THE best kept secret in Orange is finally getting the profile it deserves as poet Banjo Paterson’s links to the city are promoted.
It has long been known locally that AB Paterson was born on the outskirts of Orange, and while the debate continues over whether he was born in the weatherboard cottage that has been relocated to the botanic gardens, or nearby, what is not disputed is that Orange was his birthplace.
When we look at the connection that Gulgong has forged with Paterson’s great contemporary, Henry Lawson, it is easy to see the potential for Orange to add Banjo Paterson’s birthplace to its attractions for tourists.
Until recently the Banjo Paterson experience would have been limited to visiting a rather uninspiring paddock on the Ophir Road.
In 2002 the metal Paterson chair with its talking book was unveiled near the visitor information centre, but overall the celebration of Paterson’s birth here and the legacy of his poetry has been pretty poor.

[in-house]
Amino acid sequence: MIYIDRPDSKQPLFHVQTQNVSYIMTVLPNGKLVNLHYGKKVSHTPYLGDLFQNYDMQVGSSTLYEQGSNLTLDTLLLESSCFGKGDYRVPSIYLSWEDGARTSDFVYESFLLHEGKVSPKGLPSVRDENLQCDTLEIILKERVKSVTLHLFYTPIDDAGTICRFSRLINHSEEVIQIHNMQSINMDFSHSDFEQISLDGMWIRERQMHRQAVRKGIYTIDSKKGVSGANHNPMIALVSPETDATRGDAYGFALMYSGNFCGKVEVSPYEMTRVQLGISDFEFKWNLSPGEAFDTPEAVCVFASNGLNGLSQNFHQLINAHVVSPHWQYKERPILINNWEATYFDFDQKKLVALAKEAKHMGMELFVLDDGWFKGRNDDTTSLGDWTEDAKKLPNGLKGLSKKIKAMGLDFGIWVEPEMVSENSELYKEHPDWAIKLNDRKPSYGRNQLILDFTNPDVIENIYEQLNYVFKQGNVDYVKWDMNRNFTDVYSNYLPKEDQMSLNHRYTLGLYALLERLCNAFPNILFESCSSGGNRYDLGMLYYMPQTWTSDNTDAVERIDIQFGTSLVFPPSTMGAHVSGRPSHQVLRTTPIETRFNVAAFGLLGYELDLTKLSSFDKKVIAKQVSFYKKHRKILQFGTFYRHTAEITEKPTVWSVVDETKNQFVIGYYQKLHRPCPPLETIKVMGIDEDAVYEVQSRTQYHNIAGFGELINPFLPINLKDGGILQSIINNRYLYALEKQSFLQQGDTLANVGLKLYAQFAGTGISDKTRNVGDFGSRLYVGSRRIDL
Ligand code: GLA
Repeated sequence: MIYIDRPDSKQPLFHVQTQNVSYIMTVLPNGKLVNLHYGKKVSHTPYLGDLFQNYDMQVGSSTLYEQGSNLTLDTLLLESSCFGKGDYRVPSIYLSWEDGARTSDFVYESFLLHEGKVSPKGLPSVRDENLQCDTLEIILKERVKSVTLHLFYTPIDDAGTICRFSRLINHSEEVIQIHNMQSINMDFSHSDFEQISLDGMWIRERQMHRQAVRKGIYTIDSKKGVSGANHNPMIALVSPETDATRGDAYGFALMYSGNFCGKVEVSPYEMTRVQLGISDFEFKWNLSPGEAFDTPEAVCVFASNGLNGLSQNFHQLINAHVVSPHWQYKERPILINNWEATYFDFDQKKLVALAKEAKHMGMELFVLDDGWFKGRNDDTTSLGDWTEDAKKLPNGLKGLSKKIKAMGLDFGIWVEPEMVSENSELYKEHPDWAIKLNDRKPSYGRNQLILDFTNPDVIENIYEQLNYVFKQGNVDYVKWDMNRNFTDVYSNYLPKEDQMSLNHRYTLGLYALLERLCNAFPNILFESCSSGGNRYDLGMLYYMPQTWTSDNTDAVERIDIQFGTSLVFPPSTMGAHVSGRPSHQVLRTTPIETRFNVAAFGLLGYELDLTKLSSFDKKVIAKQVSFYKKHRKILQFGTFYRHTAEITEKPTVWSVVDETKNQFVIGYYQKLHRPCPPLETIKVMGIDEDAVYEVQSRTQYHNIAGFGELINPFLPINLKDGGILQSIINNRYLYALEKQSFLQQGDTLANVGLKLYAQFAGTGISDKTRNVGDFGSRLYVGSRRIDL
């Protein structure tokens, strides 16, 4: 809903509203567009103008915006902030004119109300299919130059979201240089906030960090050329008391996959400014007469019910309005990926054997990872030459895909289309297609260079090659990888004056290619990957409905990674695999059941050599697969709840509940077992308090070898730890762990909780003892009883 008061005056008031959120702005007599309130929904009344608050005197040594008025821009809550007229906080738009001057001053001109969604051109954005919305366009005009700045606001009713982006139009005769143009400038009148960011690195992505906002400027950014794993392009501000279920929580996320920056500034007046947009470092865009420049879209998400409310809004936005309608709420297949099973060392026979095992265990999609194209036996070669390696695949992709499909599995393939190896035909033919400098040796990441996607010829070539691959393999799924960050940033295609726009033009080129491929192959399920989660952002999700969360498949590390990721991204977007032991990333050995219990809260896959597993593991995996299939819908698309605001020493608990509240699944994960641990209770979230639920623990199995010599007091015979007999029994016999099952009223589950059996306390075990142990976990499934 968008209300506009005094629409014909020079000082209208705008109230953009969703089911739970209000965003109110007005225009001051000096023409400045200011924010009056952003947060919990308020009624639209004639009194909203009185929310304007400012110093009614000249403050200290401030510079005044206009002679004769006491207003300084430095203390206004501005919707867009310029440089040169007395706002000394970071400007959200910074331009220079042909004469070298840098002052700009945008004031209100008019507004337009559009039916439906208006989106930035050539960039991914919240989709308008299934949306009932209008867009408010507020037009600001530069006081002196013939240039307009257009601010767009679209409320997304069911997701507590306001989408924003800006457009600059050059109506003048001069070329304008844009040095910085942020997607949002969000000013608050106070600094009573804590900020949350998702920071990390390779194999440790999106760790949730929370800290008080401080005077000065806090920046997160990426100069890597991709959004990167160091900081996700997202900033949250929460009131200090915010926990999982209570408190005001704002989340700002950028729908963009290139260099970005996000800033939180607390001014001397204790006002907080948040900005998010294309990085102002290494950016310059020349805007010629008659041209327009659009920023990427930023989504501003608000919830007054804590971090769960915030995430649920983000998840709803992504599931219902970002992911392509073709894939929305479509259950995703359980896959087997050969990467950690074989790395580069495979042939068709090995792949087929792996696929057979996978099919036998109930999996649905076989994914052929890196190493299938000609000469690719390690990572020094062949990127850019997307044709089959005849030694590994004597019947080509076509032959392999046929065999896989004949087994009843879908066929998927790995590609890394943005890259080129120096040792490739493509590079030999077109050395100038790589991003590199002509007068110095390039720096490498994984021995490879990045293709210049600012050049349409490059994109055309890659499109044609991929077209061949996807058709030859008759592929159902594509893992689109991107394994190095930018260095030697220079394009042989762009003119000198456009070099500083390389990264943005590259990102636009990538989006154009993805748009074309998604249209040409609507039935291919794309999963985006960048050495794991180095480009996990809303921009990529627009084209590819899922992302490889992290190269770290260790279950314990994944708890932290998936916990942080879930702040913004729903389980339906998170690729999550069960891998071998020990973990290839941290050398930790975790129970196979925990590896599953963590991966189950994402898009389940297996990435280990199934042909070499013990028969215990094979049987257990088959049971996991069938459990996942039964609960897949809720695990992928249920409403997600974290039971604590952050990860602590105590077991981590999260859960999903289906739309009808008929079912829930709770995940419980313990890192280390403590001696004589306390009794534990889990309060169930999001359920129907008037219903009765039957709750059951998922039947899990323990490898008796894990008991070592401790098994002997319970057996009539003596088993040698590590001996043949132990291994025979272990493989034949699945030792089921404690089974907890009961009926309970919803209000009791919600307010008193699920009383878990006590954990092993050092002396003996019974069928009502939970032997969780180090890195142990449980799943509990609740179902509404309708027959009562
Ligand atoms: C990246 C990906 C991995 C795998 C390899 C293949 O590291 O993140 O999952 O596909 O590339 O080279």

To its credit the council has got moving on the project to erect a suitable monument to Paterson now that Emmaville cottage is being preserved beside the botanic gardens.
The chosen design may not suit everyone, but the classic bronze statue of Paterson seated on a bench should endure.
There is more of the Banjo Paterson story to tell and the restoration of Emmaville cottage will go some way to doing that, but ultimately, like the Dalton family, Paterson’s life and legacy should be displayed in a city museum.
Here visitors could come and learn, before heading off around Orange and environs to see the tangible pieces of the city’s heritage.
With Nationals’ candidate for Calare John Cobb refusing to say whether a Coalition government would honour Labor’s museum funding offer, writing the final chapter in the Paterson saga may be some way off yet.